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Commercial Car Insurance

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If you have a company car or a fleet of vans or trucks, then you will have to get them insured as you would with any other vehicle. However, standard car insurance won’t cut it when it comes to cars used for business. For that reason, you’ll have to get a commercial car insurance policy for your vehicle or vehicles. This will cover damage and injuries caused by one of your drivers while they are on the clock. These cars must also be registered to your business and not an individual unless it’s yourself as the business owner.

Personal and Commercial Car Insurance

Drivers are typically required to carry car insurance in the majority of the United States. Even where it isn’t required, drivers are still obliged to cover any injuries and damage they cause in a car accident. This is also the case for cars owned by a business and being used on the clock. This type of vehicle(s) comes with a new set of car insurance stipulations. That’s where commercial car insurance comes into play. Just as standard car insurance is required for personal vehicles, commercial insurance is required for those used for businesses. Commercial car insurance protects not only your work vehicle(s) but also your employees.

What Commercial Car Insurance Covers

For basic protection, businesses insure their car with commercial auto insurance to cover medical treatment and damage caused while in a company vehicle. This is basic liability protection, and it’s required for nearly every driver in the United States. Of course, there are policy add-ons for more broad protection while driving on the work clock. If you’re familiar with personal car insurance, then you may have already heard about the following coverages:

  • Collision coverage – This covers damage to your own vehicles in an accident one of your drivers caused, while your liability insurance covers the damage and injuries they caused.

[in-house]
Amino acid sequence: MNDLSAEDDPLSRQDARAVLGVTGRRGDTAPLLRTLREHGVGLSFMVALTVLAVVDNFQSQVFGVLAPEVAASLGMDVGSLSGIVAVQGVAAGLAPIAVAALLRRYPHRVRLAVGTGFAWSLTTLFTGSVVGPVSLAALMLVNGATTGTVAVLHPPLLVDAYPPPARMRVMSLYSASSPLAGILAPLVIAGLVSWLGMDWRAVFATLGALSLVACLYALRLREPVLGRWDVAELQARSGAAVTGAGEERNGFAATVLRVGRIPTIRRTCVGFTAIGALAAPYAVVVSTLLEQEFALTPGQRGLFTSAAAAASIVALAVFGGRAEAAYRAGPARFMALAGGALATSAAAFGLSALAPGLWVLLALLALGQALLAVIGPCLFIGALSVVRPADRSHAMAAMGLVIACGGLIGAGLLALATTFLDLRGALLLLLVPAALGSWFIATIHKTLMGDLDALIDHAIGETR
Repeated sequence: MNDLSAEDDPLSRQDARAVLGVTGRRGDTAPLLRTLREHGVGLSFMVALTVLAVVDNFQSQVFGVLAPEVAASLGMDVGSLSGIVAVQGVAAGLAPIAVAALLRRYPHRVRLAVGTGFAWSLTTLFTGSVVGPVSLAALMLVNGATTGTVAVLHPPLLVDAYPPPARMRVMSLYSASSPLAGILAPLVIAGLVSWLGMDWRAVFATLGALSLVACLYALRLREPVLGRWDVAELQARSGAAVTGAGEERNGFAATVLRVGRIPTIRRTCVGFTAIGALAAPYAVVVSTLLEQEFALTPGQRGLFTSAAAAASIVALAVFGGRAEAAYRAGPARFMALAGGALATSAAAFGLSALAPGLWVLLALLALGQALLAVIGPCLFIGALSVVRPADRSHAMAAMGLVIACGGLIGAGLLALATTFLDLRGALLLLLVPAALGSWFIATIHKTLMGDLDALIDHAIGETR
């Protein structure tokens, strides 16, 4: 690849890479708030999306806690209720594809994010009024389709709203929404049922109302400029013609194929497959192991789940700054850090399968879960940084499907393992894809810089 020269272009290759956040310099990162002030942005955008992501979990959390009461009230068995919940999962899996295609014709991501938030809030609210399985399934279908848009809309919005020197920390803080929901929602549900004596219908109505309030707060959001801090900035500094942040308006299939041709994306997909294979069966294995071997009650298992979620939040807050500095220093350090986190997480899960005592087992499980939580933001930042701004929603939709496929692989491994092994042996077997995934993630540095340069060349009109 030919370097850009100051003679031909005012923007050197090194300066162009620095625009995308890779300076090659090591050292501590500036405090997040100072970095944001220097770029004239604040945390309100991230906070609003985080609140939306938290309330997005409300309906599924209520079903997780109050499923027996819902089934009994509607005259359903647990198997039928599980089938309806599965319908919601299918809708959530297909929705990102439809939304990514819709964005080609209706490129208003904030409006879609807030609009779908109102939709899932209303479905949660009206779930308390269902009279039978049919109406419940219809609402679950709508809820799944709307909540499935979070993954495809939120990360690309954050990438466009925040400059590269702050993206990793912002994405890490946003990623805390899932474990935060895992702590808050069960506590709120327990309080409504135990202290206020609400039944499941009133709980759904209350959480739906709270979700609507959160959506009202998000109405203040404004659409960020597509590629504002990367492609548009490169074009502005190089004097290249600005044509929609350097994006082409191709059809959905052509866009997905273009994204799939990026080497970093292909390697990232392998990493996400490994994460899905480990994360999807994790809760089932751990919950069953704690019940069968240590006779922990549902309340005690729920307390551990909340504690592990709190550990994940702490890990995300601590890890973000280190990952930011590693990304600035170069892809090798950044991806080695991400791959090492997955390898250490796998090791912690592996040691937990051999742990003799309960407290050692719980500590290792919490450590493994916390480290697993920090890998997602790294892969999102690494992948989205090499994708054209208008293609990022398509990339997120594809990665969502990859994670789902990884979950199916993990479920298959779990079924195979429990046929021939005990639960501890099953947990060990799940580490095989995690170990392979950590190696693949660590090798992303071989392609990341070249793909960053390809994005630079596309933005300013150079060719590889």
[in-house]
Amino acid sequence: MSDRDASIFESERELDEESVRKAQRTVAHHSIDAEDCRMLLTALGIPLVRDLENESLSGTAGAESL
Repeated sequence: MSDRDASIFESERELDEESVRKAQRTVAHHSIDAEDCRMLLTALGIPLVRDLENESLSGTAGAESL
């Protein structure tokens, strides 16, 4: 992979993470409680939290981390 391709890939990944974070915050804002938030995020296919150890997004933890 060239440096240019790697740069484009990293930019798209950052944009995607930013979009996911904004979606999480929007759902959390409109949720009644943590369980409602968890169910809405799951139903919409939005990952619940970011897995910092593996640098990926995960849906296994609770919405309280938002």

• Comphrensive coverage – This covers damage to your work vehicles when they are not in use and is subject to criminal and fire damage.
  • Uninsured motorist coverage – If you or your employees are hit by a driver with no insurance of their own, this coverage will help cover the damages they caused since they can’t on their own.
  • Worker’s compensation – This commercial insurance will cover your employees while they are working. Since they are driving a company car or truck, they are on the clock. So, worker’s compensation should cover medical treatment for any injuries they recieve in an accident.

Commercial Car Insurance and Vehicles You Don’t Own

If you are a business that leases or rents your vehicles rather than owning them, then there is specialized commercial car insurance for you. Hired and non-owned insurance provide general liability coverage for vehicles of this nature. This can also include vehicles that are used for work but are owned by an employee.

Who Commercial Car Insurance is For

Some businesses rely on their fleet of cars or trucks for them to run successfully. While there is no limit to what businesses can get commercial car insurance, the most common that do are the following:

  • Vehicle has the company in its title as the owner
  • Need regular transport to and from worksites
  • Carry equipment needed to complete a job
  • Transporting clients
  • Delivery and moving services

Cost of Commercial Car Insurance

It’s a general inference and fact that commercial car insurance will cost more than a personal policy. More vehicles are being covered, and some work they do may be considered risky to insure. Here are some other examples of what can impact the cost of a commercial car insurance policy:

  • How many vehicles are being insured
  • Vehicle(s) type
  • Vehicle(s) value
  • Risk-based on usage
  • Past insurance claims
  • Driving records of employees
  • Deductible amount

It helps to shop for commercial car insurance the same way you shop for personal car insurance. Gather as many quotes from as many insurers as you can to see who has the market cornered on the best value for commercial car insurance.

About the author


Anna Richter